Article by Simon Fletcher, Cheryl Whiting, Annette Boaz, Scott Reeves,
Faculty of Health, Social Care and Education, Kingston and St George’s, University London
Research is hard, but that’s the reason we do it. Research should be challenging shouldn’t it? How else would it push the boundaries of knowledge and open up new lines of enquiry without warranting a few late nights and early mornings, resilience in the face of constant rejection and the turbulent waters of peer review? There is, however, an important difference between how difficult research is and how difficult it is to get into research. Our study explores this, by engaging with the experiences of clinical practitioners who have taken time out to undertake postgraduate research training.
Drawing on 29 interviews with graduates from the Masters by Research in Clinical Practice (MResCP) at Kingston and St George’s, University of London, the Implementation and Improvement Science MSc at King’s College London and attendees at a two day Implementation Science Masterclass organised by NIHR CLAHRC South London, we began to see how and why some clinicians struggle to gain entry into an environment which is both complex and exclusive.
While we anticipated that there would be practical barriers to undertaking research in addition to full or even part-time clinical practice, the interviews revealed that these difficulties were overshadowed by negative managerial attitudes, professional insecurity and various forms of inter- and intra-professional tension.
Physiotherapy and nursing staff described problematic managerial encounters, saying:
From what she [manager] said, she was worried that if I became more involved in research that could perhaps lead to a promotion over her. (Physio #1)
There can be resistance definitely within certain professions. If your manager isn’t research active, then that’s very difficult. I’ve had to experience a lot of barriers. Like when I did my MRes, my manager did everything in her human power to stop me doing it. She didn’t want me to do it at all and it was only for the fact that I went to a different MDT [multidisciplinary team] member who was research active was the only reason I got it [sic].(Nurse #3)
Although these are individual cases, the lack of support in the first instance and professional insecurity in the second, reveals that deviating from convention in these environments can prove to be deeply disruptive.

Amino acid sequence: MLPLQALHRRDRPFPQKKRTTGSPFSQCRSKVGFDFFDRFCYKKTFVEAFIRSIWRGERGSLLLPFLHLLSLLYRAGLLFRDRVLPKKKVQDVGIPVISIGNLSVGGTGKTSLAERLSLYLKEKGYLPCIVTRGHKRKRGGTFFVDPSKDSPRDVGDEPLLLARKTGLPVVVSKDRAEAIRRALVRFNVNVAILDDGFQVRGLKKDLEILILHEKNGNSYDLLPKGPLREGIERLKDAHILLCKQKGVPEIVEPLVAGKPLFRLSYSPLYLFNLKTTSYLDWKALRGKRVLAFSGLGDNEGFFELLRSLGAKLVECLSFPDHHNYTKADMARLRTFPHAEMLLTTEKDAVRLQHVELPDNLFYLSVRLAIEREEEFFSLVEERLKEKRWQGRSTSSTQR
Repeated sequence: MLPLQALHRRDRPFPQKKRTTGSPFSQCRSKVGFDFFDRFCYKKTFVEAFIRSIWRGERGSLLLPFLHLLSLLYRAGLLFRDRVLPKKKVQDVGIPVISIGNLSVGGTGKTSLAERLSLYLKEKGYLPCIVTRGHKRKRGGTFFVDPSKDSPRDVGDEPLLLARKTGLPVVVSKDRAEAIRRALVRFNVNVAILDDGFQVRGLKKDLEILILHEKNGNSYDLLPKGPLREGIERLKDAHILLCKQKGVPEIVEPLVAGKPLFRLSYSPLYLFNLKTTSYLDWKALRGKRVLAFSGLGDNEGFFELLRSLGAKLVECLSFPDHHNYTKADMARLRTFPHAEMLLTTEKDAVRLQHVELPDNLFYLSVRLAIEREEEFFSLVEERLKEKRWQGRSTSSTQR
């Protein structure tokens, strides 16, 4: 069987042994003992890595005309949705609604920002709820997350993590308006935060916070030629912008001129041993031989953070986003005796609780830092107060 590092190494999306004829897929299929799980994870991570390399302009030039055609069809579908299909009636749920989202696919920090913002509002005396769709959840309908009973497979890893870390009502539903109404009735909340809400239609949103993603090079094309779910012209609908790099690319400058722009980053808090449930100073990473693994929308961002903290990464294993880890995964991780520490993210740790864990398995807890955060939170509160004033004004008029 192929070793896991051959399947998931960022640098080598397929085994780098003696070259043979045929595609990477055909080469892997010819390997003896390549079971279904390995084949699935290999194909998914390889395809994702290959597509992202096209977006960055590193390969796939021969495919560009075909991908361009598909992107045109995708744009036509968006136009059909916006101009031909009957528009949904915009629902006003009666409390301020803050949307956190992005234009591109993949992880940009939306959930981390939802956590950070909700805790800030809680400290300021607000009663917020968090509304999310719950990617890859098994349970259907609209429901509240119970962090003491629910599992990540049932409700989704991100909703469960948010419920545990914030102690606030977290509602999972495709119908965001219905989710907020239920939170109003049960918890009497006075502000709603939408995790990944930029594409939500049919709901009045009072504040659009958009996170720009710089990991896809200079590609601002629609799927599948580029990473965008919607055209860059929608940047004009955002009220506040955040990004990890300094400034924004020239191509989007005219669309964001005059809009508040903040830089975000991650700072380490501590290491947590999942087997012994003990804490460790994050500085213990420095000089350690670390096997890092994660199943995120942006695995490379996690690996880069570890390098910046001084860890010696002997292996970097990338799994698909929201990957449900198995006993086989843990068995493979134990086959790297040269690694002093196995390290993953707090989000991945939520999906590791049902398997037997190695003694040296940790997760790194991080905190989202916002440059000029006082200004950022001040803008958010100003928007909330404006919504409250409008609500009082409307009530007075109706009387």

There was also evidence of the long-established perception surrounding a power imbalance between medical professionals and almost all other healthcare workers. While these are perceptions, and should be judged as such, the way in which the comments below reflect a complex and self-sustaining barrier to clinicians entering research is cause for intervention. A physiotherapist commented:
I think there is this professional silo mentality to some extent now. I think that if you look at our medical colleagues some of them would be reluctant to engage in research that was genuinely multidisciplinary, because they wouldn’t see it as having the kind of status that straightforward medical research gets, and they’d be concerned where it might be published. (Physio #4)
Although these examples are perhaps disheartening, determination and focus can often overcome negativity. However, the interviews did uncover a more troubling contradiction at institutional levels. There was evidence of an organisational push to benefit from appearing to encourage research, while at the same time no provision had been made. The comments below support this:
If I’m meant to be doing this [research] in the same hours that I’m meant to be doing my clinical role, I have been given NO time, NO resources, NO change to my pay structure, NO change to my job description, NO change to my banding, and NO allowance of my caseload or duties in order to be able to do the research project. [Since returning to clinical practice] nothing has changed in my job description and although the personal annual reviews might set me goals where I’d engage in more research activity, there’s nothing been changed about my job plan in order to allow that to happen, and no targets or goals have been set by anyone.(Physio #2)
It’s not in my job description to undertake research as it were, building a research culture – yes, that’s part of my job, but I must say I don’t have any set time to do that. (OT #3)
The way in which research is theoretically but not practically supported, and the way in which the term itself is perhaps being exploited for superficial gain, brings us back to what we said at the start. Research is and should be hard, but it is impossible if it’s not facilitated. Our findings should encourage the opening up of discussions on the way in which perceived barriers and institutional culture can block entry to research for enthusiastic cohorts of clinicians year after year.